For the gain/transistors i find it hard to imagine that any video card does not have specialized rasterizer units. The same with the implementation of tessellation unit(s). The latest series of amd and nvidia have similiar rasterizer patterns. Or that a post transform cache size is sufficient from some value N..this should lead to some pretty convergent design. We can come up with quite alot of examples in SM5.
    I'm not talking about driver interrupt handling, i'm talking about a more indepth but still somewhat general presentation.

    2.
    if you look closely besides the imageloadstore(that the amd guy ported), in a different shader path he also does use http://www.opengl.org/registry/specs...ffer_store.txt which, as far as i know, is not quite the same thing as http://www.opengl.org/registry/specs...fer_object.txt .. global gpu adress and all.
    How come arb does not offer this with ssbo?(of course we can emulate with a big buffer but do we get comparable performance?)

    3.
    Not only these but for example a context talk about .. say .. fence objects and how are they scheduled or alot of other things. I find there is alot of stuff which exists in both DX and OGL specification about which there is few information available

    So, to restate the purpose of this thread:
    a) ANY information about driver implementation and/or policy that goes a bit more indepth.
    b) Flavor stuff is a bonus: "on gtx470 nvidia the rasterizer uses 8x2 tiles because they perfectly...etc". Historical evolution if a bonus too. But my main interest is a). (i know this subpoint is kind of pushing it for an opengl forum but it's really related to the overall post)

  4. #4
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    Why don't you go look at the Linux open source OpenGL driver stuff, and ask that community? You aren't going to get open development information about proprietary ATI and NVIDIA drivers. Private industry writes whatever they write. They aren't going to to write books on it clarifying things for you. I've done the OpenGL driver writing thing for money before, a long time ago. Their philosophy is that because they're head of the pack, they want to keep their designs and techniques secret to the extent they can. Intel is doing a lot of Linux open source driver stuff now, because they're not head of the pack. So they hope to compete by being more open, and it's a good strategy that's winning a lot of positive feeling in the Linux world. No less than Linus Torvaldis gave NVIDIA the middle finger this year, so that ought to tell you something about how much good quality information you're going to get.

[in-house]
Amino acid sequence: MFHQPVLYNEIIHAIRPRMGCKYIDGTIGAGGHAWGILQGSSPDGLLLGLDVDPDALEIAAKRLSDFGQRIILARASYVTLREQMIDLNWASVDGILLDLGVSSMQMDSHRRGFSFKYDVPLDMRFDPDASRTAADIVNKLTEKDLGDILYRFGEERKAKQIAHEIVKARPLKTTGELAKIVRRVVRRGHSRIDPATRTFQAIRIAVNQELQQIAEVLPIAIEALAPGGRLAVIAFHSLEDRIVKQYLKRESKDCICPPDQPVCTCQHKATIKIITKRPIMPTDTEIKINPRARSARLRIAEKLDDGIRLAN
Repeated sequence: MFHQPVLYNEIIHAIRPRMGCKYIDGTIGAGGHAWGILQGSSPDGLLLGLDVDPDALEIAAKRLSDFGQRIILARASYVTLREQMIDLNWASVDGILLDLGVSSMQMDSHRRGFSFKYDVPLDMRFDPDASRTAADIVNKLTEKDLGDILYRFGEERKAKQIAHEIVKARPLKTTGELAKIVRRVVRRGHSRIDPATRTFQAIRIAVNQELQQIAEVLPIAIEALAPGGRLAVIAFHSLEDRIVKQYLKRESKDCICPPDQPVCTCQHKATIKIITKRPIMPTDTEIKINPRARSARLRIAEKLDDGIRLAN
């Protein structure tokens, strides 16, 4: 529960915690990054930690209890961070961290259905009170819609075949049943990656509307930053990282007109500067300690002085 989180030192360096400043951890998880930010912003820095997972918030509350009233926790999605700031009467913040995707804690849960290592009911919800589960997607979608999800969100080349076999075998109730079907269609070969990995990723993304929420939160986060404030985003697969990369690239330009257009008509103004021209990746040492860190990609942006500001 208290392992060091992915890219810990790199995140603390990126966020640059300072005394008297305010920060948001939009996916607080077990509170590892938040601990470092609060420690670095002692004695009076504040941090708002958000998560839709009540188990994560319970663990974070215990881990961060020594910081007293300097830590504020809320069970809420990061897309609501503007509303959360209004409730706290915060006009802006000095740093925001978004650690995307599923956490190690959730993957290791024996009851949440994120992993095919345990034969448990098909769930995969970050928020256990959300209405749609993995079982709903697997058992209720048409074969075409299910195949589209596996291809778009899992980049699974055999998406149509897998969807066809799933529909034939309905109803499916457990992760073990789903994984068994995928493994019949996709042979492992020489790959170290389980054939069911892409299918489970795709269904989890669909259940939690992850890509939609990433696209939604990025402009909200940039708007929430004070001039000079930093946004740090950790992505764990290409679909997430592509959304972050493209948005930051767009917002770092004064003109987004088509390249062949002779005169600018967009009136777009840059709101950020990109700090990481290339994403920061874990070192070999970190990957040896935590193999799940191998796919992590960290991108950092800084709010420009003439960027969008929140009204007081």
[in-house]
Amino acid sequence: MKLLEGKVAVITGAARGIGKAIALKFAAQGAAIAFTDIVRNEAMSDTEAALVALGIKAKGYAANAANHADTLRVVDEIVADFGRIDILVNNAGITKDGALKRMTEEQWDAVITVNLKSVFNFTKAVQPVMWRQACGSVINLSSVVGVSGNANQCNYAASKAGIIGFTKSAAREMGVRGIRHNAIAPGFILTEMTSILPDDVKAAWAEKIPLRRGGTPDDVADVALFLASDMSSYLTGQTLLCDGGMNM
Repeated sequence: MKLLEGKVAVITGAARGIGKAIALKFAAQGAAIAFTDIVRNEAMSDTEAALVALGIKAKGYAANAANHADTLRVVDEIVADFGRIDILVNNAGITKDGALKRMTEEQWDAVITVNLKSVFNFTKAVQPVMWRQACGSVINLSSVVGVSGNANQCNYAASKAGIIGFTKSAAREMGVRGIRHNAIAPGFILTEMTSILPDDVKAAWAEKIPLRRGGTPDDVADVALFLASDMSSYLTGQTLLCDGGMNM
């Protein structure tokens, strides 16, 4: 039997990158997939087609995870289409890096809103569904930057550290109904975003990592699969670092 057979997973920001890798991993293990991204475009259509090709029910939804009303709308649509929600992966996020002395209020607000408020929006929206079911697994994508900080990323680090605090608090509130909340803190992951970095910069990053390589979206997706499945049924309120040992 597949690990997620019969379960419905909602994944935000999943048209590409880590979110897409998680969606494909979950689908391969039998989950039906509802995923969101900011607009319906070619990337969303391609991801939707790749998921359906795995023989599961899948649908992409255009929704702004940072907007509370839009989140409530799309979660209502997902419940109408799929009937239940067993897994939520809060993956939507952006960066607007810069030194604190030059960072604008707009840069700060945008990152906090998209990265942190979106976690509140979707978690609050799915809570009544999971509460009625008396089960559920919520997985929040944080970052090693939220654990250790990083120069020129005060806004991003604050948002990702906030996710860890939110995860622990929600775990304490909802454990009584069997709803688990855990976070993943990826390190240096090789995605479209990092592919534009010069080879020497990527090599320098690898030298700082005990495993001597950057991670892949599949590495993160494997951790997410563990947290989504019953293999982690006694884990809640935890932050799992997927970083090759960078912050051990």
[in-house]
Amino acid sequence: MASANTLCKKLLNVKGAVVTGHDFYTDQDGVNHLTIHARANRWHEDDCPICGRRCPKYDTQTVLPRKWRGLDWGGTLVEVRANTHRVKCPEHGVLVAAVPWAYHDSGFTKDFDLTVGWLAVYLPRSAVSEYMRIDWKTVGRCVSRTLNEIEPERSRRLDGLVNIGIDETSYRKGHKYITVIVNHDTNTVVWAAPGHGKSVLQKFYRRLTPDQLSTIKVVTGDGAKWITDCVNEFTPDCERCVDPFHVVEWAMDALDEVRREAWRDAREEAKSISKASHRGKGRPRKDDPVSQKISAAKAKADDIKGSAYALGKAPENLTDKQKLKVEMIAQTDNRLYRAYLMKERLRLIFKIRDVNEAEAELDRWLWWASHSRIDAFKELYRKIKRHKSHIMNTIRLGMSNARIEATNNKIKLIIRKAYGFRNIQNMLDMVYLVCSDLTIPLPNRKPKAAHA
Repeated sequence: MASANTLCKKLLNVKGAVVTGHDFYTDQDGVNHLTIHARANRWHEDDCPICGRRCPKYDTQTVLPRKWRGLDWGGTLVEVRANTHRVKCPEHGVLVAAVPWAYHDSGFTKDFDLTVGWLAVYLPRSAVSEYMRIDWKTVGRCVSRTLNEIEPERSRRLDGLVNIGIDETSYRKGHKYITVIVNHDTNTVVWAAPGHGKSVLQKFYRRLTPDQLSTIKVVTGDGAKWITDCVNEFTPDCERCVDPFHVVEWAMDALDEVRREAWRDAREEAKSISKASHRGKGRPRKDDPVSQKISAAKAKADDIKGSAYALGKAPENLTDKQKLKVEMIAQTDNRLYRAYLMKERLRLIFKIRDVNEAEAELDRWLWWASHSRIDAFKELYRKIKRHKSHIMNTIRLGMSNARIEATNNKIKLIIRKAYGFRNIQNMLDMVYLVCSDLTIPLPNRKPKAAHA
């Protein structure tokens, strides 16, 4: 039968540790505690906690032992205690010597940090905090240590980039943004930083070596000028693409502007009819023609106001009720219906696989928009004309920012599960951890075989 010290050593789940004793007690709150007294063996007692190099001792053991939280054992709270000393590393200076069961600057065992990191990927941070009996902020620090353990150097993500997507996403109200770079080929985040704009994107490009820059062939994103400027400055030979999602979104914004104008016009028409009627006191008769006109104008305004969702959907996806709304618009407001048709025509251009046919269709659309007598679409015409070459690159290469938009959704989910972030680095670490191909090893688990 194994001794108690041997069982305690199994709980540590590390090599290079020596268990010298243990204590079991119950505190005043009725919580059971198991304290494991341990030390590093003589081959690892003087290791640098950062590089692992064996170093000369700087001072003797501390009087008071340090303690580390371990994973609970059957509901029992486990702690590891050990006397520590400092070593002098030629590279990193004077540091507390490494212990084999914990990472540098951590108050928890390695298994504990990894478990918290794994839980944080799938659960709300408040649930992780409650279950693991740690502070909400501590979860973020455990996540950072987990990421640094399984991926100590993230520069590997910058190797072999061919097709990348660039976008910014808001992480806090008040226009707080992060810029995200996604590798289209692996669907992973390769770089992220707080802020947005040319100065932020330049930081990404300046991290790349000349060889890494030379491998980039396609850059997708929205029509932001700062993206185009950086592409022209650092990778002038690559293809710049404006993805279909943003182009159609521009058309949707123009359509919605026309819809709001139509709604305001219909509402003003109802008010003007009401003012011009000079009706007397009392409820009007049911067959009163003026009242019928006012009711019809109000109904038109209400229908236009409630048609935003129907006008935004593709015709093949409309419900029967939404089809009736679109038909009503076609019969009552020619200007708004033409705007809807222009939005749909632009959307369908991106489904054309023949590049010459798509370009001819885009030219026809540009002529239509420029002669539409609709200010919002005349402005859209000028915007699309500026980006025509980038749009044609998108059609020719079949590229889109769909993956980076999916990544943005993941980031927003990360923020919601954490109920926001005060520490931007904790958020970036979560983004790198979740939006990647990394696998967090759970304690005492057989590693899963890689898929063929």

If your purpose is to go get a job, don't overthink it. Just go get a job and get paid to grunge with all these little details. The details are going to be different for every vendor. If your purpose is something else... well, academic fascination is all very fine and well, but you can get paid big money to grunge with this stuff! If you're trying to implement open source drivers, talk to the open source crowd.